Founded in 1916, the Association of Art Museum Directors began life as an informal fraternity of museum professionals dedicated to upholding (in the words of its mission statement) "standards of excellence in museum practice." What started with the directors of twelve museums gradually grew larger, formally incorporated in 1969, and now includes nearly 200 members. The aamd has tended to travel the high road. It promulgated a stringent code of ethics for museum professionals, warning against conflicts of interest, using one's position for personal gain, stipulating that "a museum director shall not dispose of accessioned works of art in order to provide funds for purposes other than acquisitions of works of art for the collection."
The AAMD has also been conspicuously on the side of connoisseurship and "standards of excellence" in the research, collecting, and preservation of works of art. In short, the aamd has been about quality—about the best that has been painted, sculpted, and drawn in the world, to adapt Matthew Arnold's famous formulation. It has stood for irreproachable professional conduct, on the one hand, and artistic and scholarly excellence, on the other.
It's been some twenty years since Michael Brenson, then a critic for The New York Times, informed the world that "quality" was an idea "whose time had gone." The imperatives of multiculturalism had, according to this scribe, rendered the whole issue of artistic standards otiose, branding the effort to distinguish the best from the rest as an outmoded "elitist" activity that was everywhere giving way to the demotic forces of a new populism. "Should the word quality be used?," Brenson wondered. "Probably not." The traditional concern with beauty, craft, and form had to move over. The new watchwords were "access," "diversity," and their cousins. In other words, art was to be regarded as a colony of politics.
It took a while, but the aamd is at last catching up with the tsunami of political correctness Michael Brenson celebrated. In a remarkable piece in The Wall Street Journal last month called "Museums: No More 'Cathedrals of Culture,'" Judith Dobrzynski provides an epitaph for this once stately organization. She reports on the new generation of museum directors and arts administrators for whom "standards of excellence" in museum stewardship are indistinguishable from an exercise in social work. "Many young directors see museums as modern-day 'town squares,'" Dobrzynski writes,
social places where members of the community may gather, drawn by art, perhaps [perhaps?], for conversation or music or whatever ["whatever," indeed]. They believe that future museum-goers won't be satisfied by simply looking at art, but rather prefer to participate in it or interact with it.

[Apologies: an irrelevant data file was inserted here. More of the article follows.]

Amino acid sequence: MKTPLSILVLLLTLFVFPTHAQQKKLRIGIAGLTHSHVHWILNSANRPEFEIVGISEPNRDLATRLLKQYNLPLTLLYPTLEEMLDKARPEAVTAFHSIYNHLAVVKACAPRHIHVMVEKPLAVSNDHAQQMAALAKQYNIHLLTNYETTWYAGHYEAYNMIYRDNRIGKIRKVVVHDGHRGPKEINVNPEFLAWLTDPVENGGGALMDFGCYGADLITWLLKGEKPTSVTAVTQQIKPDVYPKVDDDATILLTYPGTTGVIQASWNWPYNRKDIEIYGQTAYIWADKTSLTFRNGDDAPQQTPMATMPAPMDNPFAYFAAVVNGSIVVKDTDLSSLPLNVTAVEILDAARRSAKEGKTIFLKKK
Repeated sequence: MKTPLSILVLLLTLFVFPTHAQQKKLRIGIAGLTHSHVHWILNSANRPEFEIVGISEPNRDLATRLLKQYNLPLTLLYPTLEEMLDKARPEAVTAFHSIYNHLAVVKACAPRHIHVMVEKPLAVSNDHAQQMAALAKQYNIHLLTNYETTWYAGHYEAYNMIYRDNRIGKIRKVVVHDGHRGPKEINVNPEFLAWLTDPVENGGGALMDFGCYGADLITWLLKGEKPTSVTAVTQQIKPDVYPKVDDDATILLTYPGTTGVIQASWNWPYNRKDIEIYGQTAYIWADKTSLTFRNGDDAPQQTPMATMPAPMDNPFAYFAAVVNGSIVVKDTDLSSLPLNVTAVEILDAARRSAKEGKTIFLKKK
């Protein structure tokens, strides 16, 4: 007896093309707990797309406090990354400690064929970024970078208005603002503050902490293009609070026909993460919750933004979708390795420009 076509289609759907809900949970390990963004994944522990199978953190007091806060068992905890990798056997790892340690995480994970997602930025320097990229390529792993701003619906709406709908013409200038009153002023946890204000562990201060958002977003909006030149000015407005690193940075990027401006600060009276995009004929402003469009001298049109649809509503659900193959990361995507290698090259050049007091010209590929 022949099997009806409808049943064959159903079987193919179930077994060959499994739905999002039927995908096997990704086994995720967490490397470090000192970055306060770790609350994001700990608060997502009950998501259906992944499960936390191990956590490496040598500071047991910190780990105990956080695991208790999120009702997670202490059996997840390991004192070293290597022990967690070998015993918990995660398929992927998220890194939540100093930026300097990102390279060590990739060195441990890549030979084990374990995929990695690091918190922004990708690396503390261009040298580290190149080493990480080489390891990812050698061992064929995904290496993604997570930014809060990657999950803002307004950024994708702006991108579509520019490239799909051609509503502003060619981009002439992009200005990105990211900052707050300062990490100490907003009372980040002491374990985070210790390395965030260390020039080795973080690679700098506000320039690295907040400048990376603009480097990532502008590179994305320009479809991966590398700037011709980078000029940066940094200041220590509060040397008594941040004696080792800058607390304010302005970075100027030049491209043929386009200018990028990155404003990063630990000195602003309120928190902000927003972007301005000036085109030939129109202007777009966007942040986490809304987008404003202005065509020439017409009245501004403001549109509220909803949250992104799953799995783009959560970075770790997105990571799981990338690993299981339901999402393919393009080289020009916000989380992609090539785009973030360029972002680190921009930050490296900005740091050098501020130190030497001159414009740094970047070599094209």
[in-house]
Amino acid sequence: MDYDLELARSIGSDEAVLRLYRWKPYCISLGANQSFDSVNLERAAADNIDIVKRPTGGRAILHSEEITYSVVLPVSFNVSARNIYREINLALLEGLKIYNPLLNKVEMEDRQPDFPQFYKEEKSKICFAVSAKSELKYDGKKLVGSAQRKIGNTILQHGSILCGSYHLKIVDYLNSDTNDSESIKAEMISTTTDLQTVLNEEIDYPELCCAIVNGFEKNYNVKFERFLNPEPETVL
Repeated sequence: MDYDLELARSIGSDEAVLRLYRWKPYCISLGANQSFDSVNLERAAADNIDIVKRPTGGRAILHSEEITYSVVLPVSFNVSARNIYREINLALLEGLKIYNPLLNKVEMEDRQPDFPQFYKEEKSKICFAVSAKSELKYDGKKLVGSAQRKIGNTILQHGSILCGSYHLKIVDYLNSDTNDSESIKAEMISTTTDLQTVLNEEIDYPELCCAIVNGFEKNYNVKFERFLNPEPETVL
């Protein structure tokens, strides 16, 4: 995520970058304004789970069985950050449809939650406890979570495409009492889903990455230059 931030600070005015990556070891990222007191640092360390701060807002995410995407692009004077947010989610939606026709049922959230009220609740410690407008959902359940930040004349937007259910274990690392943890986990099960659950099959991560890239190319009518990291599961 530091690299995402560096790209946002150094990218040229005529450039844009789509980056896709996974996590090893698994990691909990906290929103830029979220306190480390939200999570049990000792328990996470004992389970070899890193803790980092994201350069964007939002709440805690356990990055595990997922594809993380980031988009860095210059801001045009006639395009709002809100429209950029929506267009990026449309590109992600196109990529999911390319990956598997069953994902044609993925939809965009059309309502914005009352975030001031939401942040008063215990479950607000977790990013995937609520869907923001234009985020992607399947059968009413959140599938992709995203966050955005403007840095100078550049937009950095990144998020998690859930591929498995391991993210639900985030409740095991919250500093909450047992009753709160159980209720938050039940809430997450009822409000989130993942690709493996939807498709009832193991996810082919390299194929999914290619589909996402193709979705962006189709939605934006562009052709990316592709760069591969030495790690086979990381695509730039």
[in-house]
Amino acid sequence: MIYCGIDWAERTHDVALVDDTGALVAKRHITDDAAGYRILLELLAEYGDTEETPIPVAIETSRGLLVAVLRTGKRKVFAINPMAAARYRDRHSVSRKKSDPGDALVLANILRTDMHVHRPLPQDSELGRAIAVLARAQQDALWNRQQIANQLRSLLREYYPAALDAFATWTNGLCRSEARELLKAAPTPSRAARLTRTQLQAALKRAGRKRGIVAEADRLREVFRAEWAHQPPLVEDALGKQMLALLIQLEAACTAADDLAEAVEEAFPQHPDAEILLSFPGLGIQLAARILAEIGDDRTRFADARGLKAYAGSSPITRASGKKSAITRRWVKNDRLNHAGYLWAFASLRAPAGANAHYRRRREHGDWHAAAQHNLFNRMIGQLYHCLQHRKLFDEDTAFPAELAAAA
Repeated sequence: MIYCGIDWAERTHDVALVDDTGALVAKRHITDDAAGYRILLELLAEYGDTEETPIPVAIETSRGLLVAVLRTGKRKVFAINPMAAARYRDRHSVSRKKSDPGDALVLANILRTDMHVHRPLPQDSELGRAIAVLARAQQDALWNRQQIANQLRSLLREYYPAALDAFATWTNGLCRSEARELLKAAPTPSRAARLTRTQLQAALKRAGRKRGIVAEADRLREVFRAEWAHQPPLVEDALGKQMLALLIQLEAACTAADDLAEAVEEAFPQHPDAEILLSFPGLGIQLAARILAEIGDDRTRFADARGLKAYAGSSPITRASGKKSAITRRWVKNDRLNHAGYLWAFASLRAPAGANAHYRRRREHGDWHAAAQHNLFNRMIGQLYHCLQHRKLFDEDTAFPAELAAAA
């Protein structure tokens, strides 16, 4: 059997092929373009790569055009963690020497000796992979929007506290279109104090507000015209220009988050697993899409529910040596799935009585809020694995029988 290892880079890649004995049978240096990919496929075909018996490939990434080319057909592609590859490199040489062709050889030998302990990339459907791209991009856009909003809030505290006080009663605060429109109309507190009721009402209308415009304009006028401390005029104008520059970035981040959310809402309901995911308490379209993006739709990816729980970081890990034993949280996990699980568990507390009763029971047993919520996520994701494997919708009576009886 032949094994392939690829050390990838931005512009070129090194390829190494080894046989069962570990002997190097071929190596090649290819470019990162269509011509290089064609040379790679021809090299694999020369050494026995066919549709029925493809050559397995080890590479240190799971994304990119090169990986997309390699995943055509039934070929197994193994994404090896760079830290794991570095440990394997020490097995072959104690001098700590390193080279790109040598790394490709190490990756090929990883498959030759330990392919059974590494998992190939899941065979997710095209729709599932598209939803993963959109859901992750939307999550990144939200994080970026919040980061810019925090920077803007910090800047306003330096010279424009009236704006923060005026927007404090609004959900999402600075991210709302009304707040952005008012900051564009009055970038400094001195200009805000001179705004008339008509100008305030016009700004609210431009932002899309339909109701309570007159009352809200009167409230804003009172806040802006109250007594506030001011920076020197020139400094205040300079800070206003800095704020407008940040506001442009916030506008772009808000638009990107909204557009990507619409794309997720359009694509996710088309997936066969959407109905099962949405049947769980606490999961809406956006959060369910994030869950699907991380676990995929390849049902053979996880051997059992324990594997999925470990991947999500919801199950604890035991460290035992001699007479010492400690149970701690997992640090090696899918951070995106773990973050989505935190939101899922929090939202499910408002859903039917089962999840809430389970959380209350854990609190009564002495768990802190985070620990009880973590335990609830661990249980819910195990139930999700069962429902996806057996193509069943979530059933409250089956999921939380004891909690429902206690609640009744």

Horrible, isn't it? Why, you might ask, can't they use town squares as town squares and leave art museums alone? One of Dobrzynski's protagonists is Kaywin Feldman, who in June was elected president of the aamd. For administrators like Feldman, Dobrzynski shows, words like "standards" are the enemy, legacies of an outworn tradition in which art was inextricably involved with aesthetic achievement and museums existed primarily to preserve and transmit the cultural capital of the past. If museums were once "cathedrals of culture," administrators like Kaywin Feldman want to transform them into street corners of Pop.
In itself, Ms. Feldman's ambition to "democratize" art museums is nothing new. It has been the rallying cry of cultural vandals at least since the 1960s. Until recently, however, the aamd had been largely successful in resisting the assault. Ms. Feldman aims to change that. She has just the right talents for the job. Among other things, she specializes, as anyone who wants to excel in the new anti-cultural cultural world must, in the practical non sequitur: "We live in a more global, multicultural society that cares about diversity and inclusivity. We're thinking about how we increase our service to the community."
Service to the community," eh? Well, if you are President of the Association of Art Museum Directors, how about "serving the community" by making sure that museums are exhibiting the best art in the most appropriate way? Does every institution have to become a sort of social worker's outreach program? Can't we have some museums as repositories of politically correct thinking over here while still holding on to other museums as places where great art is treasured?
Judith Dobrzynski mentions that the aamd recently received a $50,000 grant from the National Endowment for the Arts in order to "help document and publicize stories about its members' community-service programs. These include activities like bringing art to those with Alzheimer's or post-traumatic stress disorder, and farming crops for donation to local food banks. The goal is 'making art essential to everyone.'"
Farming crops? We suppose it's better to laugh than to weep. The absurdity is patent enough. If only we had an Evelyn Waugh or Jonathan Swift on hand to satirize it effectively.